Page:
Stay on designated trails. By doing so, you’ll help prevent erosion and damage to vegetation. Do not litter, pick flowers, or use the outdoors as your personal gift shop. Be aware of your surroundings and make room for quickly approaching groups, fast-paced cyclists, or horseback riders. Take a moment to move to the side and politely let them pass.

 21. Stay at a national park lodge

If you really want to immerse yourself in a national park, consider staying on property. Many parks offer hotels and other lodging and of course camping is an option. Being in grand old lodges literally surrounds you with park history. An added benefit is that you have the early mornings and late evenings in the park. There’s nothing like waking up and seeing the Grand Canyon or Zion Canyon right in front of you.

22. Camp for at least one night—or several

The ultimate thing to do when visiting a national park is to camp under the stars. By unplugging, you’re forced to be present, you more easily connect with nature, and you engage with other people more fully. But, do plan in advance and book a site early.

Great Smoky Mountains National Park © Rex Vogel, all rights reserved

23. Tend to campfires and cooking stoves with the utmost care 

In 2013, a hunter’s illegal fire got out of control in the Stanislaus National Forest in California. For nine weeks, this Rim Fire burned the backcountry areas of Yosemite National Park consuming 257,314 acres. In 2018, Yosemite National Park closed for the first time since 1990 due to the nearby Ferguson Fire which burned 96,901 acres. In that same year, the Howe Ridge Fire, ignited by a thunderstorm, burned more than 12,000 acres of Glacier National Park. Read more on wildfire safety.

24. Have a mission in mind…

When in nature, there’s a lot to be said for being spontaneous and making discoveries by chance rather than overscheduling yourself. But when you show up at a national park and don’t have any idea about what you want to do, you might end up not doing much. On the other hand, making a list of everything you want to do in a sprawling national park can be overwhelming and cause you to become overly concerned with time allotments. So, go with at least one mission in mind to accomplish on your trip.

Zion National Park © Rex Vogel, all rights reserved

25. … But don’t forget there are wonders—and place to wander—away from the famous sites 

Rather than sticking to the most popular sites, go out a bit and hit the trails (or water), particularly those routes that are longer than three miles. They may not be listed as the park’s top must-see locations but they’re almost guaranteed to be just as spectacular, yet apart from the crowds.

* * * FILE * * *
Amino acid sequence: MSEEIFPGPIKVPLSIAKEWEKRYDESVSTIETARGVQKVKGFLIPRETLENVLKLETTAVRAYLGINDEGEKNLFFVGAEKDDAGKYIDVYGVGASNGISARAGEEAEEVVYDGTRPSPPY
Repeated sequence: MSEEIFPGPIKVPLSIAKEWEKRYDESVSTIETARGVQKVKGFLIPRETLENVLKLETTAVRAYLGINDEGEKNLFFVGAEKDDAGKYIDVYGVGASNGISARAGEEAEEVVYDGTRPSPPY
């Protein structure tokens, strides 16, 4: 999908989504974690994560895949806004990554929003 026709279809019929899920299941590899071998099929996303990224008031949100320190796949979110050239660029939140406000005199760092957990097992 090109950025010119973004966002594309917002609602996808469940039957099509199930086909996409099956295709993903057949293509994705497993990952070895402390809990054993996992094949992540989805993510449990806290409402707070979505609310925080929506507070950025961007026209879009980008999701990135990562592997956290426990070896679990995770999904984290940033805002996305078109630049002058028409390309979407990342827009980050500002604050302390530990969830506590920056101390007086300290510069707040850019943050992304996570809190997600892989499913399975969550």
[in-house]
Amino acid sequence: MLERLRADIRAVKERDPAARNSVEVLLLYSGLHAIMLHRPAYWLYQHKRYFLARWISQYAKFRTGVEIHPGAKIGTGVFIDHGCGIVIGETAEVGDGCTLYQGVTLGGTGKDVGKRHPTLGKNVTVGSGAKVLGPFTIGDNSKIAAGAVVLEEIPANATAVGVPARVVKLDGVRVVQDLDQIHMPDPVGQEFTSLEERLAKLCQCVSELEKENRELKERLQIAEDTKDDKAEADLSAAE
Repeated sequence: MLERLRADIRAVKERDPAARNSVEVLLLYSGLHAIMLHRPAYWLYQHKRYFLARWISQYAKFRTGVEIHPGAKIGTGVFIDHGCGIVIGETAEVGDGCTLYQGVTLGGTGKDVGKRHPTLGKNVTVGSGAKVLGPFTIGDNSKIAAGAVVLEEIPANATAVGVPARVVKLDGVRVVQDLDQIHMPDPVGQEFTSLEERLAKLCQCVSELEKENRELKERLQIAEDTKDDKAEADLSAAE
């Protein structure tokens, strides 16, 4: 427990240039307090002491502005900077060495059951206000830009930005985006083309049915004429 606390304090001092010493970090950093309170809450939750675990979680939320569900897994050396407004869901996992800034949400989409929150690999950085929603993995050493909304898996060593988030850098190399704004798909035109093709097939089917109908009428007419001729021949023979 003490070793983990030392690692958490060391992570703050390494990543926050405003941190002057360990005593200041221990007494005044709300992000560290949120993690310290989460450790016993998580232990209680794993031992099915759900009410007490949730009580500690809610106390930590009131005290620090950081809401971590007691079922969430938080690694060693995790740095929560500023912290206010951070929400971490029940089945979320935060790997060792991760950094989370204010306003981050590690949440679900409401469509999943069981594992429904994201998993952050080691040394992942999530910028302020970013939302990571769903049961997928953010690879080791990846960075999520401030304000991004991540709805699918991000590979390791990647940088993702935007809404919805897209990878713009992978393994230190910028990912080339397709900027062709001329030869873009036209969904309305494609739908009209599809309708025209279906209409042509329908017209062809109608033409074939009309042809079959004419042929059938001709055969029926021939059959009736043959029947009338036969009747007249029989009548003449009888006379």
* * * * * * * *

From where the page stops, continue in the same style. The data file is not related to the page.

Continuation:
26. Journal every day

Make sure to record your memories in a journal each day so you don’t forget the good times—and the bad. They’re all part of your experience and your story. Journaling is also a great way of releasing any anxiety or stress.

Sequoia National Park © Rex Vogel, all rights reserved

27. Go with a good attitude

Remember that the national parks belong to all of us. Its part of their appeal and what makes them so special. Undoubtedly, there will be times when the places you’re visiting will get uncomfortably crowded. Meet those challenges with a smile. It’s important to remember our joint venture in these places and play well with others.

28. Passport to your national parks

A National Parks Passport is a really fun memento and a great way to mark each park you’ve visited. You pay $10 for the passport and each park will have a stamp you can put in your book. You can look back and see the exact date you visited different places.

29. Share your experience

If it’s possible, take a family member or a friend along with you on your adventure; there’s no better way to share your experience.

Canyonlands National Park © Rex Vogel, all rights reserved

30. Leave the park better than you found it

My final piece of advice is to leave the park better than you found it. This also means knowing and committing to the National Park Service’s Leave No Trace principles. They range from minimizing campfire impacts to disposing of waste properly. By being a good steward of these national treasures, those who come after us can continue to enjoy them as we do now.

In my opinion, visiting just one national park is almost impossible. They quickly become addictive.

Worth Pondering…

I encourage everybody to hop on Google and type in national park in whatever state they live in and see the beauty that lies in their own backyard. It’s that simple.

—Jordan Fisher, American actor and musician